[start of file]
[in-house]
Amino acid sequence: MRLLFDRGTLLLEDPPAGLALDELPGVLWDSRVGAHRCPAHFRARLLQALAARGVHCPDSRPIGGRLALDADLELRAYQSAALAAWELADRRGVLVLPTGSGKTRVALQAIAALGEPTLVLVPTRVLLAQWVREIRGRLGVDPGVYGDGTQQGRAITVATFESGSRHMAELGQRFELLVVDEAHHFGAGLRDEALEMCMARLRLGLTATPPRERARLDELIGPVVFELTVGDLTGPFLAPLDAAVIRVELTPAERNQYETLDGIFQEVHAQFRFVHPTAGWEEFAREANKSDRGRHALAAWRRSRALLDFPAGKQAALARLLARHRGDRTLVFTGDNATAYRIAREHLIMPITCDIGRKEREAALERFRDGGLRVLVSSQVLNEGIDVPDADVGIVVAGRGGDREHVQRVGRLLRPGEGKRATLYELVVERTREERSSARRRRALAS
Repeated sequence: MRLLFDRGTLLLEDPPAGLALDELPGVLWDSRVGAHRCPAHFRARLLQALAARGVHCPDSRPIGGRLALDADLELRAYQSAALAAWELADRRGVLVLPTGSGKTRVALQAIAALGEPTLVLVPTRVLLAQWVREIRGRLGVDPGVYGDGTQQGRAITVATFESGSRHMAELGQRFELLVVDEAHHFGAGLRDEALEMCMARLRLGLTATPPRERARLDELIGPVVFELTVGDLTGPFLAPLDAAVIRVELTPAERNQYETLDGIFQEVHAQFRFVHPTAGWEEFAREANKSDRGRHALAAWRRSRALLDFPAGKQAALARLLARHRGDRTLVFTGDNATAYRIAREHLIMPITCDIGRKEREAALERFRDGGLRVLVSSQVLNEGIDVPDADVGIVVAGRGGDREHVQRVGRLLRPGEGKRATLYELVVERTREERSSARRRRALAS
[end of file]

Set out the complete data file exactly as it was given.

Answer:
[in-house]
Amino acid sequence: MRLLFDRGTLLLEDPPAGLALDELPGVLWDSRVGAHRCPAHFRARLLQALAARGVHCPDSRPIGGRLALDADLELRAYQSAALAAWELADRRGVLVLPTGSGKTRVALQAIAALGEPTLVLVPTRVLLAQWVREIRGRLGVDPGVYGDGTQQGRAITVATFESGSRHMAELGQRFELLVVDEAHHFGAGLRDEALEMCMARLRLGLTATPPRERARLDELIGPVVFELTVGDLTGPFLAPLDAAVIRVELTPAERNQYETLDGIFQEVHAQFRFVHPTAGWEEFAREANKSDRGRHALAAWRRSRALLDFPAGKQAALARLLARHRGDRTLVFTGDNATAYRIAREHLIMPITCDIGRKEREAALERFRDGGLRVLVSSQVLNEGIDVPDADVGIVVAGRGGDREHVQRVGRLLRPGEGKRATLYELVVERTREERSSARRRRALAS
Repeated sequence: MRLLFDRGTLLLEDPPAGLALDELPGVLWDSRVGAHRCPAHFRARLLQALAARGVHCPDSRPIGGRLALDADLELRAYQSAALAAWELADRRGVLVLPTGSGKTRVALQAIAALGEPTLVLVPTRVLLAQWVREIRGRLGVDPGVYGDGTQQGRAITVATFESGSRHMAELGQRFELLVVDEAHHFGAGLRDEALEMCMARLRLGLTATPPRERARLDELIGPVVFELTVGDLTGPFLAPLDAAVIRVELTPAERNQYETLDGIFQEVHAQFRFVHPTAGWEEFAREANKSDRGRHALAAWRRSRALLDFPAGKQAALARLLARHRGDRTLVFTGDNATAYRIAREHLIMPITCDIGRKEREAALERFRDGGLRVLVSSQVLNEGIDVPDADVGIVVAGRGGDREHVQRVGRLLRPGEGKRATLYELVVERTREERSSARRRRALAS